Lucknow Pact

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The Lucknow Pact was an agreement reached between the Indian National Congress and the Muslim League (AIML) at a joint session of both the parties held in Lucknow in December 1916. Through the pact, the two parties agreed to allow representation to religious minorities in the provincial legislatures. The Muslim League leaders agreed to join the Congress movement demanding Indian autonomy. Scholars cite this as an example of a consociational practice in Indian politics. Bal Gangadhar Tilak represented the Congress while framing the deal, and Muhammad Ali Jinnah (who joined the Muslim League in 1913) participated in this event.[1][2]


The British had announced under immense pressure from Indian masses, in order to satisfy the Indians, that they will be considering a series of proposal that would lead to at least half of the members of the Executive Council being elected and the Legislative Council having a majority of elected members needed. Both the Congress and the Muslim League supported these. Both had realized that for further concessions to be gained, greater cooperation was required.[3]

Agreements by the Congress[edit]

The Congress agreed to separate electorates for Muslims in electing representatives to the Imperial and Provincial Legislative Councils. Although the Muslims were given this right in the Indian Council Act of 1909, the Indian National Congress opposed it. The Congress also agreed to the idea of one-third seats for the Muslims in the Councils despite the fact that the Muslim population represented less than a third. Apart from that, the Congress agreed that no act affecting a community should be passed unless three-quarters of that community's members on the council supported it. After the signing of this pact the rivalry between moderates and extremists was reduced to some extent. There was a significant change in their relation.[3]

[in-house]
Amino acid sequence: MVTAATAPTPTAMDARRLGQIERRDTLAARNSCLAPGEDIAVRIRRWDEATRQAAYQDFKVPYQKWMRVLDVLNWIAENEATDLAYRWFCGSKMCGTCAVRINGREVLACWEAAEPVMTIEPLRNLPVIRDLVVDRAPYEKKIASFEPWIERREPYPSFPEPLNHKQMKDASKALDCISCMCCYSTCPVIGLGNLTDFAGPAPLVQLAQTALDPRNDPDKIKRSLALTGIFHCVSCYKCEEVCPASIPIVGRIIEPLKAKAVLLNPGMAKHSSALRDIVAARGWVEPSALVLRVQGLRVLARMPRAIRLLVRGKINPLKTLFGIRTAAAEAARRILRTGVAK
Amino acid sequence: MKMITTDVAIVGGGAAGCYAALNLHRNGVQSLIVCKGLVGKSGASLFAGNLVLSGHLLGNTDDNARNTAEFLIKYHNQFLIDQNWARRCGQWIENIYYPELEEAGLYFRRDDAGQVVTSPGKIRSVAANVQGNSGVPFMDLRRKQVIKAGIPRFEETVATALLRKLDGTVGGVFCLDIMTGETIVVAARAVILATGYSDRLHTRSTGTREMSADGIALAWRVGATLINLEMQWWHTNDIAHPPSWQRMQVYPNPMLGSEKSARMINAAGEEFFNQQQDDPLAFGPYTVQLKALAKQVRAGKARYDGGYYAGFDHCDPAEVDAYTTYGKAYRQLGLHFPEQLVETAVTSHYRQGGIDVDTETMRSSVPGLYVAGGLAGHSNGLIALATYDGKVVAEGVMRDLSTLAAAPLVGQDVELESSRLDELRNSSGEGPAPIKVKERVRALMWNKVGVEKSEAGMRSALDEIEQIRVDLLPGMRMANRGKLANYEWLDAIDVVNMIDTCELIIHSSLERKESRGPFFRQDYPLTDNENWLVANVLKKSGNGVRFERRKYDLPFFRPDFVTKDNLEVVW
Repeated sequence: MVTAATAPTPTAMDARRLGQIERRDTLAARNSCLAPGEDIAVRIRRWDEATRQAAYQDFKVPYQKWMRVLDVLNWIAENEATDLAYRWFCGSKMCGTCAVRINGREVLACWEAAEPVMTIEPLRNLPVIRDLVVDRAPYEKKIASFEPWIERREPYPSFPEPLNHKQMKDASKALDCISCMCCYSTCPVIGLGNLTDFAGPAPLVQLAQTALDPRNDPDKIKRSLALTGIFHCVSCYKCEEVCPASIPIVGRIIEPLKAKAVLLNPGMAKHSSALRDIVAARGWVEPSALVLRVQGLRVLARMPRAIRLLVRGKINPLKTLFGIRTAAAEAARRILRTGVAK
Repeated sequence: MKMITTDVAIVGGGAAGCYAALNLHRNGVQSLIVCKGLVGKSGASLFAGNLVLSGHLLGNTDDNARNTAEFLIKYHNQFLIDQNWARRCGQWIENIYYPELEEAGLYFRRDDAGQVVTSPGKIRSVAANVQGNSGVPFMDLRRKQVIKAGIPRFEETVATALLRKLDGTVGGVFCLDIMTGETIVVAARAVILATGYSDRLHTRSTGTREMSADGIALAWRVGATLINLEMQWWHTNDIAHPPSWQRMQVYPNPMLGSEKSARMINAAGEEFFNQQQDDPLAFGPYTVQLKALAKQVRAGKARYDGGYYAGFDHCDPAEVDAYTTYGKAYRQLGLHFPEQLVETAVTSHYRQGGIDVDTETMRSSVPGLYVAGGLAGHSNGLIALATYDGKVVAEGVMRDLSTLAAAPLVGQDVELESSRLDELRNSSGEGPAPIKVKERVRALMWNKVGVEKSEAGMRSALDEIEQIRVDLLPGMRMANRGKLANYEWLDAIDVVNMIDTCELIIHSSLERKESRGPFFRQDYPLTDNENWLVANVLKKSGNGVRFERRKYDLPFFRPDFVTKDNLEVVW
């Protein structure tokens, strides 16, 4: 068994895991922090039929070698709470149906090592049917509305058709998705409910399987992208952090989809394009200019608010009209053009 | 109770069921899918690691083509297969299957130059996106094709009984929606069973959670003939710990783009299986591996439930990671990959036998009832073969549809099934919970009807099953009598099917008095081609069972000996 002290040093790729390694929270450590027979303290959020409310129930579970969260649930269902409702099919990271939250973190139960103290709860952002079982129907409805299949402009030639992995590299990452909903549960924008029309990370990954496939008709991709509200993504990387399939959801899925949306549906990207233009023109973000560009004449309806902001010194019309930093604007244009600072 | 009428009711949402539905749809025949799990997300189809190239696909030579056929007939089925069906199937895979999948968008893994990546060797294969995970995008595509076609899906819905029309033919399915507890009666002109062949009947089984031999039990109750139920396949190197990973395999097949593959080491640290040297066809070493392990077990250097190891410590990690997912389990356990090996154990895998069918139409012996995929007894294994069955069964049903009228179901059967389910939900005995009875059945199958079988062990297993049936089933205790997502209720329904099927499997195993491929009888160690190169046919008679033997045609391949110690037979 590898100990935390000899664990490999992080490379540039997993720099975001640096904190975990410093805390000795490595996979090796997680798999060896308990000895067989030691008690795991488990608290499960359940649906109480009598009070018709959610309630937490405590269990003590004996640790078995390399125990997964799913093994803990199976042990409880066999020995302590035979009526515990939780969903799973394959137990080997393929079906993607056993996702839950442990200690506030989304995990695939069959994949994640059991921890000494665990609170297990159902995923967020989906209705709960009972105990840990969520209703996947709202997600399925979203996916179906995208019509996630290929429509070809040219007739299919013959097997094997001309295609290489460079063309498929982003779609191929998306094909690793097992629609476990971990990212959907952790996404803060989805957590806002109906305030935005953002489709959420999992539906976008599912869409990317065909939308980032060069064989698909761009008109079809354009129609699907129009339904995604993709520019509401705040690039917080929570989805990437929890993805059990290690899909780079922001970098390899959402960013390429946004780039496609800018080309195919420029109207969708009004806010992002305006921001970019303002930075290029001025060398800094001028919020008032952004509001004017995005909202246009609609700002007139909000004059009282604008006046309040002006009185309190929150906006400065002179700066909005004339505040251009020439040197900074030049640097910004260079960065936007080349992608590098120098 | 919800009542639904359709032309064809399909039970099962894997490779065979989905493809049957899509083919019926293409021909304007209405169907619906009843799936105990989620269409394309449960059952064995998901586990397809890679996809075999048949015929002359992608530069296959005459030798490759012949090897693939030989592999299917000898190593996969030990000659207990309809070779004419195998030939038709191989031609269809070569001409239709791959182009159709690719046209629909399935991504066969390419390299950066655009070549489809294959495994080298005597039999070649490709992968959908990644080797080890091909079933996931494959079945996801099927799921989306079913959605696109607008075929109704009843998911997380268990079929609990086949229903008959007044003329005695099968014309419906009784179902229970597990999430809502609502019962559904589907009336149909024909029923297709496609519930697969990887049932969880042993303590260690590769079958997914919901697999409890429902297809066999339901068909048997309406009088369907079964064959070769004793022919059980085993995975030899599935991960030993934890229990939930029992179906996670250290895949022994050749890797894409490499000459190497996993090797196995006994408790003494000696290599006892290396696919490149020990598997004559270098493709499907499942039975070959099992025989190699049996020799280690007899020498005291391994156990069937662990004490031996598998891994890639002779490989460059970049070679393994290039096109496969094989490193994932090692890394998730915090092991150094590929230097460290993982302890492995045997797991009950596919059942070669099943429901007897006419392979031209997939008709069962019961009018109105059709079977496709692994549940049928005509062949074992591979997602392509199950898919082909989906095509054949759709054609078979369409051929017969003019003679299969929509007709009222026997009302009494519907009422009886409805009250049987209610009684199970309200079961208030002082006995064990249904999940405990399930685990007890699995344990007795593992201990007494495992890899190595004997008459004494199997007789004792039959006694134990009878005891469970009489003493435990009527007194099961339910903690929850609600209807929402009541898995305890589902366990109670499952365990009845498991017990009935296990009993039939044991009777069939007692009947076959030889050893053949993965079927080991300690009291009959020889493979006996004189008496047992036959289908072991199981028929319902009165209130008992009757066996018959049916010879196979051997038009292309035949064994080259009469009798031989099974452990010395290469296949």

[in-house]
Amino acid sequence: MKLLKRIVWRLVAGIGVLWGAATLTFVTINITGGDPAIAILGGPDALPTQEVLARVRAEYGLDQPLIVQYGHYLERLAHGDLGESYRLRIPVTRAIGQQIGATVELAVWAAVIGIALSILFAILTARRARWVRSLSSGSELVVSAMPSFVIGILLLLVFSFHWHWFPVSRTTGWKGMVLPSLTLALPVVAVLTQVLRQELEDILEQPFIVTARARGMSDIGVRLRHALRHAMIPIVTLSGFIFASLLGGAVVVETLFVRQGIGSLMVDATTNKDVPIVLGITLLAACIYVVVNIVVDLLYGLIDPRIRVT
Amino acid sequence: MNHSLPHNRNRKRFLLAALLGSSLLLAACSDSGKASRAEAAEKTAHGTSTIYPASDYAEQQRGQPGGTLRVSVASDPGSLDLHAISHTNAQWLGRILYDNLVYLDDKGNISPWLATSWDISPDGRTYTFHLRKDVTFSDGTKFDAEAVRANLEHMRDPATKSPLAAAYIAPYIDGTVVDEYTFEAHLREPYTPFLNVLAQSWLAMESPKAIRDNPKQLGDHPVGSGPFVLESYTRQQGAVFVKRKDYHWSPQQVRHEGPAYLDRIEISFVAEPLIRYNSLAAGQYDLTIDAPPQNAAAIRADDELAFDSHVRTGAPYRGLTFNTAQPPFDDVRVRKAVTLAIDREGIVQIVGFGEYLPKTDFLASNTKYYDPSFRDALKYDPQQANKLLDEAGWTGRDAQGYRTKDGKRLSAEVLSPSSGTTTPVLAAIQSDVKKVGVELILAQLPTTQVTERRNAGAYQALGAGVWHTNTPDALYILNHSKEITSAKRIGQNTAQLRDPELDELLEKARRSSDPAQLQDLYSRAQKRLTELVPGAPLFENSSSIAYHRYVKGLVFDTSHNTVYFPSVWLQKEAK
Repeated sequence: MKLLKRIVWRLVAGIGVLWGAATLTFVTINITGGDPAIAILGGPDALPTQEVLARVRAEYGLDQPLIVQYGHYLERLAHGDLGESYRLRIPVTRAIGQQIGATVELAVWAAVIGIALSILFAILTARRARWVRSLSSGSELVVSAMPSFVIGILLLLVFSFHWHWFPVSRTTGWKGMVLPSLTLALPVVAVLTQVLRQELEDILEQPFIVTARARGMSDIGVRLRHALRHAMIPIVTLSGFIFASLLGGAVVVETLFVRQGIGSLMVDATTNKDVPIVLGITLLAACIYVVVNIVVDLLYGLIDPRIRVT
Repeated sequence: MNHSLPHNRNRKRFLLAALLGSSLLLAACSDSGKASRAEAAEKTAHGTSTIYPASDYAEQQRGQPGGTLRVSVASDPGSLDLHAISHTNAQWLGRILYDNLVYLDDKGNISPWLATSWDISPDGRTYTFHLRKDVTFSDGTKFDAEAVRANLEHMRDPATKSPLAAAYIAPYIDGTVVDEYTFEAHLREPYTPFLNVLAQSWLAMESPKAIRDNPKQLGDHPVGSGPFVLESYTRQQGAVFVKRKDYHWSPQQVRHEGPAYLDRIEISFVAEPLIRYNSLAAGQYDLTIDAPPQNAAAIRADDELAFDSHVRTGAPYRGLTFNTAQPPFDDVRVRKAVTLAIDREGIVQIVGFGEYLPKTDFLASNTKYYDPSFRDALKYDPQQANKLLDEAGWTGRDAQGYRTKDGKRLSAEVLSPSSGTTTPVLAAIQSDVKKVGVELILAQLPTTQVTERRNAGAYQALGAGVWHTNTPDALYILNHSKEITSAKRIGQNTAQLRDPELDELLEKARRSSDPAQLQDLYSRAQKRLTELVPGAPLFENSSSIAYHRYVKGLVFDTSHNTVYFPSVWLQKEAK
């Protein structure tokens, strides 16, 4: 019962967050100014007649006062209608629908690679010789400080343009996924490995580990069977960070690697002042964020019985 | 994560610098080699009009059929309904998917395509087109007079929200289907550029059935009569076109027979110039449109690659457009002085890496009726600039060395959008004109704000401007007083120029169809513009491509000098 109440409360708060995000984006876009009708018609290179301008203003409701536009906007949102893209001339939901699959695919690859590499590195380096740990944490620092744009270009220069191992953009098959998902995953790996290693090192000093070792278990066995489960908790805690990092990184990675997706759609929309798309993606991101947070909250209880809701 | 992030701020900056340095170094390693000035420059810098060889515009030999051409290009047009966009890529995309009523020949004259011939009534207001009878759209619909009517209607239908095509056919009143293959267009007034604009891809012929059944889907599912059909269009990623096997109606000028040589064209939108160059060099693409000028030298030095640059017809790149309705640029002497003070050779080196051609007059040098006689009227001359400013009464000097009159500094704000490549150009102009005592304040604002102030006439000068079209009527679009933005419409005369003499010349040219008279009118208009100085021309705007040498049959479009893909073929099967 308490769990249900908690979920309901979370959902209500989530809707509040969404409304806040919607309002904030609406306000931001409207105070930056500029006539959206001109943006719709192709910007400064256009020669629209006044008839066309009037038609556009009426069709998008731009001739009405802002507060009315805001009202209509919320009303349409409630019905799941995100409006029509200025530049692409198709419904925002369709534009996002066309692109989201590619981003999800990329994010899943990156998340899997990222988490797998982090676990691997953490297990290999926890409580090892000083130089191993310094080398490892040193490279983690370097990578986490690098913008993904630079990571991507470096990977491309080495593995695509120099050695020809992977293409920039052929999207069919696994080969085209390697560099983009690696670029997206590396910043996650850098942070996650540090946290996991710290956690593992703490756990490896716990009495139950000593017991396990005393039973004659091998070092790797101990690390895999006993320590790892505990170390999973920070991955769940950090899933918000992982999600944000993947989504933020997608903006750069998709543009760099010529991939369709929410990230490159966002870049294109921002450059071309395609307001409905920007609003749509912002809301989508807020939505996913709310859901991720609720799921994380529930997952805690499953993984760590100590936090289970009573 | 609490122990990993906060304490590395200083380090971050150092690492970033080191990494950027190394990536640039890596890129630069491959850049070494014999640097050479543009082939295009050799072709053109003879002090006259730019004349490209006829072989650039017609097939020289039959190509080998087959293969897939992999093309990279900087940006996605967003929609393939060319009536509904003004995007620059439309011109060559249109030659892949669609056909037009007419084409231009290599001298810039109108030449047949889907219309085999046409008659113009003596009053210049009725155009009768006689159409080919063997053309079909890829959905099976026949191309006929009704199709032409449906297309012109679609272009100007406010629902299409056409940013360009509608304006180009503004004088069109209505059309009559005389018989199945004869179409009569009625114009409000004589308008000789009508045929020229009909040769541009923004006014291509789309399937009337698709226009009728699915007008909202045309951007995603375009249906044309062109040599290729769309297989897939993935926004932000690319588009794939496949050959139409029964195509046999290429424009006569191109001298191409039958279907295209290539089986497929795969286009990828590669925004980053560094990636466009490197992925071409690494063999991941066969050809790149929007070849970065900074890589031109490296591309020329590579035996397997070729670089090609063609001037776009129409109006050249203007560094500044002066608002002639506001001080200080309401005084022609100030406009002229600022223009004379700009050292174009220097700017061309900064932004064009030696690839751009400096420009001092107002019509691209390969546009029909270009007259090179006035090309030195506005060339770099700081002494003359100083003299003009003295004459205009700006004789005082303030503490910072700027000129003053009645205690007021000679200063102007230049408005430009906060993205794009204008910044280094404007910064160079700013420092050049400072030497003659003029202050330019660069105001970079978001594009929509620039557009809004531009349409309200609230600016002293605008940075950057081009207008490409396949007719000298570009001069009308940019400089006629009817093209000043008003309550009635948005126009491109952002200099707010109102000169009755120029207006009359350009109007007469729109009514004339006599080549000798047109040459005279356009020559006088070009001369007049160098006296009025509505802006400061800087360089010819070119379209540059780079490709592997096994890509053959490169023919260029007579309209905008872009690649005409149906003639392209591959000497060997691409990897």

Demands presented to the British[edit]

Both parties presented some common demands to the British. They demanded:

  • The number of elected seats on the councils should be increased.
  • Laws/Motions which were passed by large majorities in the councils should be accepted as bindings by the British Government.
  • Minorities in the provinces should be protected.
  • All provinces should be granted autonomy.[3]
  • Separating the executive from the judiciary
  • At least half of the members of the Executive Council being elected, the Legislative council having a majority of elected members[4]


The Lucknow Pact was seen as a beacon of hope to Hindu–Muslim unity. It was the first time that the Hindus and Muslims had made a joint demand for political reform to the British. It led to a growing belief in British India that Home Rule (self-government) was a real possibility. The pact also marked the high-water mark of Hindu-Muslim unity. It established cordial relations between the Muslim League and the Indian National Congress. Before the pact, both parties were viewed as rivals who opposed each other and worked in their own interests. However, the pact brought a change in that view.

The Lucknow Pact also helped in establishing cordial relations between the two prominent groups within the Indian National Congress – the 'extremist' faction led by the Lal Bal Pal trio (Lala Lajpat Rai, Bal Gangadhar Tilak and Bipin Chandra Pal), and the 'moderate' faction led by Gopal Krishna Gokhale until his death in 1915 and later represented by Gandhi.[5] Though Jinnah advocated a separate nation for the Muslims 20 years later, in 1916 he was a member of both Congress and Muslim League, was an associate of Tilak, and hailed as 'ambassador of Hindu-Muslim Unity’.[6]

See also[edit]


  1. ^ Wilkinson, Steven Ian (September–October 2000), "India, Consociational Theory, and Ethnic Violence", Asian Survey, 40 (5): 767–791, doi:10.2307/3021176, JSTOR 3021176
  2. ^ Sinha, Arunav (December 29, 2015). "Historic Lucknow Pact enters 100th year | Lucknow News - Times of India". The Times of India. Retrieved 2020-06-01.
  3. ^ a b c Kelly, Nigel (2014). The History and Culture of Pakistan. Peak Publishing. p. 61.
  4. ^ The History and Culture of Pakistan by Nigel Kelly page 61
  5. ^ Remembering Gopal Krishna Gokhale, India Today, 19 February 2016.
  6. ^ Historic Lucknow Pact enters 100th year, The Times of India, 29 December 2015.